26. van Montfort T, Nabatov AA, Geijtenbeek TB, Pollakis G, Paxton WA. Efficient capture of antibody neutralized HIV-1 by cells expressing DC-SIGN and transfer to CD4+ T lymphocytes. J Immunol. 2007;178:3177–3185. [PubMed]
27. Wang JH, Janas AM, Olson WJ, Wu L. Functionally distinct transmission of human immunodeficiency virus type 1 mediated by immature and mature dendritic cells. J Virol. 2007;81:8933–8943. [PMC free article] [PubMed]
28. Feinberg H, Castelli R, Drickamer K, Seeberger PH, Weis WI. Multiple modes of binding enhance the affinity of DC-SIGN for high mannose N-linked glycans found on viral glycoproteins. J Biol Chem. 2007;282:4202–4209. [PMC free article] [PubMed]
29. van Liempt E, Bank CM, Mehta P, Garciá-Vallejo JJ, Kawar ZS, Geyer R, Alvarez RA, Cummings RD, Kooyk Y, van Die I. Specificity of DC-SIGN for mannose- and fucose-containing glycans. FEBS Lett. 2006;580:6123–6131. [PubMed]
30. García-Vallejo JJ, van Liempt E, da Costa Martins P, Beckers C, van het Hof B, Gringhuis SI, Zwaginga JJ, van Dijk W, Geijtenbeek TB, van Kooyk Y, van Die I. DC-SIGN mediates adhesion and rolling of dendritic cells on primary human umbilical vein endothelial cells through LewisY antigen expressed on ICAM-2. Mol Immunol. 2008;45:2359–2369. [PubMed]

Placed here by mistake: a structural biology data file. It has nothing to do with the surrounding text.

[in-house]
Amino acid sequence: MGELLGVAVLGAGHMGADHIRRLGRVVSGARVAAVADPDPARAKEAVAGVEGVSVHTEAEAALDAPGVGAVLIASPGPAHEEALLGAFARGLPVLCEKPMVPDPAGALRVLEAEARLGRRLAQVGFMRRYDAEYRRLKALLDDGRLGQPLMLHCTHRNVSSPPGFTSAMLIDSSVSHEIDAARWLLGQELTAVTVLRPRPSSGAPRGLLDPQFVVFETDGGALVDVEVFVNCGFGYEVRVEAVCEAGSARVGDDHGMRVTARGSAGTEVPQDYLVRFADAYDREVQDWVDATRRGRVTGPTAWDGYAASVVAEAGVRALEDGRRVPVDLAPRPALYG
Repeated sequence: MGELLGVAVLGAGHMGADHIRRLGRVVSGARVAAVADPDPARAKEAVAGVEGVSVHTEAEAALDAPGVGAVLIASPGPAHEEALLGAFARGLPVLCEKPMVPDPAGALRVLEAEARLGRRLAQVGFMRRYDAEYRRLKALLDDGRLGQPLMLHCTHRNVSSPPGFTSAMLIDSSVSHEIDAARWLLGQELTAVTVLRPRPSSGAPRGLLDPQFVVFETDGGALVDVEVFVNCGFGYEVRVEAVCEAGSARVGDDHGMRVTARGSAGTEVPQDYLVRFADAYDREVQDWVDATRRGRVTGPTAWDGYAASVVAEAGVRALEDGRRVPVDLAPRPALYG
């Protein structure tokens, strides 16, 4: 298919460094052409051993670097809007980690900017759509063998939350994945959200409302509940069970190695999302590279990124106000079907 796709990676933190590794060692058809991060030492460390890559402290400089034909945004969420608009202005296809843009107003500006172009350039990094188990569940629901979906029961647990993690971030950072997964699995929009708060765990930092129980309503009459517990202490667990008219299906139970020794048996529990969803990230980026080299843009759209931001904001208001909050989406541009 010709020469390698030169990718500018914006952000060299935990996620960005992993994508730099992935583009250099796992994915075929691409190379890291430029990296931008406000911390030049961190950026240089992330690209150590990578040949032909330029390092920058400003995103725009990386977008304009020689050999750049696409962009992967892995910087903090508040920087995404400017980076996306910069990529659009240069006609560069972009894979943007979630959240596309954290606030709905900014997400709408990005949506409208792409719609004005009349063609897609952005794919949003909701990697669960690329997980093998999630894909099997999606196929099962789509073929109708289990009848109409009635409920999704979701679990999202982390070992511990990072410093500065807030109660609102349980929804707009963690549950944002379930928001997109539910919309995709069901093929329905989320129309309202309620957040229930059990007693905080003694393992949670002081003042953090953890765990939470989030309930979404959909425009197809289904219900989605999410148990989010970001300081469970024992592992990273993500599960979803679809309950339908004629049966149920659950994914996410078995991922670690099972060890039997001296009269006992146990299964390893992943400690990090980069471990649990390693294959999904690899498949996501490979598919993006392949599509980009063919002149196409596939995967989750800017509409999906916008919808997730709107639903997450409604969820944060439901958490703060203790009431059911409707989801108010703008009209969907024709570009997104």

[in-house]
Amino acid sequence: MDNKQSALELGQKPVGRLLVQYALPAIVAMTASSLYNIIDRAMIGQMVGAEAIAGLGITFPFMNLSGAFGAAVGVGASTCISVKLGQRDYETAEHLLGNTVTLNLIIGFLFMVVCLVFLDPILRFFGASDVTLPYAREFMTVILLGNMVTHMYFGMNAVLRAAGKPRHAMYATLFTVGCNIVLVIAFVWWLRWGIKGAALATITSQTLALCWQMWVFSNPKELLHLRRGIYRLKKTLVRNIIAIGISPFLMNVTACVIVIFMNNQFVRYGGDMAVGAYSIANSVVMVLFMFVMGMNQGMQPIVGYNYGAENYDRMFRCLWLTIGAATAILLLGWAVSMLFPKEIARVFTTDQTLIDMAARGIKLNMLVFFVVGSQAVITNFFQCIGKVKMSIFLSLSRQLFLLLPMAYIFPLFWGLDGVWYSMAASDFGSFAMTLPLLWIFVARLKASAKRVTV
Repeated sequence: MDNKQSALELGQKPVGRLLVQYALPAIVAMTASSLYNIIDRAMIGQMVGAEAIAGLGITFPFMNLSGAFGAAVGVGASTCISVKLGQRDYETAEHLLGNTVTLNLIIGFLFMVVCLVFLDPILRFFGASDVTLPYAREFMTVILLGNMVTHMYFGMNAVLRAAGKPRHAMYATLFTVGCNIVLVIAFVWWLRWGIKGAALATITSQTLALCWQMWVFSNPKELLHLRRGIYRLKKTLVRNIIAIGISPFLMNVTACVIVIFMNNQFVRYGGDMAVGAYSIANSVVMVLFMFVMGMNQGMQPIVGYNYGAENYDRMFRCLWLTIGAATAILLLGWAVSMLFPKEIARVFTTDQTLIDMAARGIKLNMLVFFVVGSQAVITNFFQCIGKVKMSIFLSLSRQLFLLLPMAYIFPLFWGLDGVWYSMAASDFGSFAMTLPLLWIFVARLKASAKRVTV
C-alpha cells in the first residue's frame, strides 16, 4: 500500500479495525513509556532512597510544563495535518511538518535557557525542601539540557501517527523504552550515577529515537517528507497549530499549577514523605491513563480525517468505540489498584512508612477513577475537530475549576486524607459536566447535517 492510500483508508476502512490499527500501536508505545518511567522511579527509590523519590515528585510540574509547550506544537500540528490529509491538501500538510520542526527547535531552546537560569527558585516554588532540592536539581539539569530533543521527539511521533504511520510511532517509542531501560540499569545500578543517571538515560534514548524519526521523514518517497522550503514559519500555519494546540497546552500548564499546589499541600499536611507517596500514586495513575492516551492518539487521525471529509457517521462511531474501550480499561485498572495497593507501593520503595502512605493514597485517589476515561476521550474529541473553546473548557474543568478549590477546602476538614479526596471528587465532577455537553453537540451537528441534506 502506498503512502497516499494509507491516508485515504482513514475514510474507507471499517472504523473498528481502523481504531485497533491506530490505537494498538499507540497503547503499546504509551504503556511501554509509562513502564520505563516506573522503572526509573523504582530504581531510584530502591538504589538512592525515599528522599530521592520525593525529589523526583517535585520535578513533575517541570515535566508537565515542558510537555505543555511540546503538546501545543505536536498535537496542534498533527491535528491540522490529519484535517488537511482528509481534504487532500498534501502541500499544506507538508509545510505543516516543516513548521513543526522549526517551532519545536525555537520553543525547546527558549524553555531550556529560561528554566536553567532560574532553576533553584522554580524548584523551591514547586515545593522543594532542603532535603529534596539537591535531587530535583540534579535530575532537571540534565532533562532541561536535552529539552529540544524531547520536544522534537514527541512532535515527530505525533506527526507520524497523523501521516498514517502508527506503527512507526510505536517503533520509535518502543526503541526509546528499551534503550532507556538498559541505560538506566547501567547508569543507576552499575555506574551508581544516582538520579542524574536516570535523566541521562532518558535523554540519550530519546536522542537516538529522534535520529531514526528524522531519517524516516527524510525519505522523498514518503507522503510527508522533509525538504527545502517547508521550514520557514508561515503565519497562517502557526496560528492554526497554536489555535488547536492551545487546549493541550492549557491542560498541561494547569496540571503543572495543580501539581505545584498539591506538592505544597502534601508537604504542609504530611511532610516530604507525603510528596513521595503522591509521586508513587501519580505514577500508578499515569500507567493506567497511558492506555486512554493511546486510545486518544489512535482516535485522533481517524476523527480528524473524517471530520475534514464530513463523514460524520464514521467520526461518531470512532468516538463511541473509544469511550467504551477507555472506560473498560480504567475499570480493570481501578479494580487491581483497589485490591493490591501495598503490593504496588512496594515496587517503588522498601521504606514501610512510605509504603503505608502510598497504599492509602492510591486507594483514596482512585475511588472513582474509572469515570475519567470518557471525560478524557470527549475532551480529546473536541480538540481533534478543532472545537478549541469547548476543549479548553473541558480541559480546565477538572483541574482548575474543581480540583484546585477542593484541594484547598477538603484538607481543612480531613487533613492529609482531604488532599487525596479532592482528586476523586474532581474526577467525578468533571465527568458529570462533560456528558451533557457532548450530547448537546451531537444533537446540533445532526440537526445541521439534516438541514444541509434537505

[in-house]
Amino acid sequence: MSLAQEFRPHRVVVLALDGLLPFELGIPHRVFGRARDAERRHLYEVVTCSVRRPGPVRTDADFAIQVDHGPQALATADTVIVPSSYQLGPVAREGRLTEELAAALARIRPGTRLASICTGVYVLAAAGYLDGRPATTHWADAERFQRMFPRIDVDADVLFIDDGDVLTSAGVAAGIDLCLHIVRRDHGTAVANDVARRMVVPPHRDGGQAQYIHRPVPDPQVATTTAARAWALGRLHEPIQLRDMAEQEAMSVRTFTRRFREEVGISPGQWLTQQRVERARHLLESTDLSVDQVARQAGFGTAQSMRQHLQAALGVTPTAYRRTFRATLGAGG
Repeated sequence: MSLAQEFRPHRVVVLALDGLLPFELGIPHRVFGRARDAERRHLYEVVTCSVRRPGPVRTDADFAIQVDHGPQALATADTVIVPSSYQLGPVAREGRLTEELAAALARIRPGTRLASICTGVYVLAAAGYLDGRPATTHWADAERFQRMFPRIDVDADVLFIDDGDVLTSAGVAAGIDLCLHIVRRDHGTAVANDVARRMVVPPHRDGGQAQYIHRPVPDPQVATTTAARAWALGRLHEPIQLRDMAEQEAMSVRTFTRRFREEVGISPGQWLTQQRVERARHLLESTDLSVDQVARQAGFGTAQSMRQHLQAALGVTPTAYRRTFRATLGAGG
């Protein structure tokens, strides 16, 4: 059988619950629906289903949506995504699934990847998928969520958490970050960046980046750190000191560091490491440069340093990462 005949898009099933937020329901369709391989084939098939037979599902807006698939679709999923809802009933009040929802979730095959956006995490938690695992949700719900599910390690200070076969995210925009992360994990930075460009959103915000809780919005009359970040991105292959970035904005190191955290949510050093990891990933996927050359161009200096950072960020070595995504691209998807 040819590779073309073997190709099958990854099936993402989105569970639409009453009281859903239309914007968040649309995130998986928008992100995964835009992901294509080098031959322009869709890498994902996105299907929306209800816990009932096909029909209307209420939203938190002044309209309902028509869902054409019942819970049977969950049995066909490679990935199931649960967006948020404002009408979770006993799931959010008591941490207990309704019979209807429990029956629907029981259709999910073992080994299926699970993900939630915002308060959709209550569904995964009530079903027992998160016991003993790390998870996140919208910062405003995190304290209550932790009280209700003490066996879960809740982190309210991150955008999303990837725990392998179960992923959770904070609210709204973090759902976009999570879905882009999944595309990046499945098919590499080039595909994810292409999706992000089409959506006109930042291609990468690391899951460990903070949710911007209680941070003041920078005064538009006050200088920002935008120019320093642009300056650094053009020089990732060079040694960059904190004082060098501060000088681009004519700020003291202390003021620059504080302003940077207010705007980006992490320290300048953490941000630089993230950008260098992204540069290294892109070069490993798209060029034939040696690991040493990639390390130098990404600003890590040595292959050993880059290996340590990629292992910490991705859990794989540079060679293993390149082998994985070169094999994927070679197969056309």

31. Reitter JN, Means RE, Desrosiers RC. A role for carbohydrates in immune evasion in AIDS. Nat Med. 1998;4:679–684. [PubMed]
32. Binley JM, Ban YE, Crooks ET, Eggink D, Osawa K, Schief WR, Sanders RW. Role of complex carbohydrates in human immunodeficiency virus type 1 infection and resistance to antibody neutralization. J Virol. 2010;84:5637–5655. [PMC free article] [PubMed]
33. Sanders RW, van Anken E, Nabatov AA, Liscaljet IM, Bontjer I, Eggink D, Melchers M, Busser E, Dankers MM, Groot F, et al. The carbohydrate at asparagine 386 on HIV-1 gp120 is not essential for protein folding and function but is involved in immune evasion. Retrovirology. 2008;5:10. [PMC free article] [PubMed]
34. Sagar M, Wu X, Lee S, Overbaugh J. Human immunodeficiency virus type 1 V1-V2 envelope loop sequences expand and add glycosylation sites over the course of infection, and these modifications affect antibody neutralization sensitivity. J Virol. 2006;80:9586–9598. [PMC free article] [PubMed]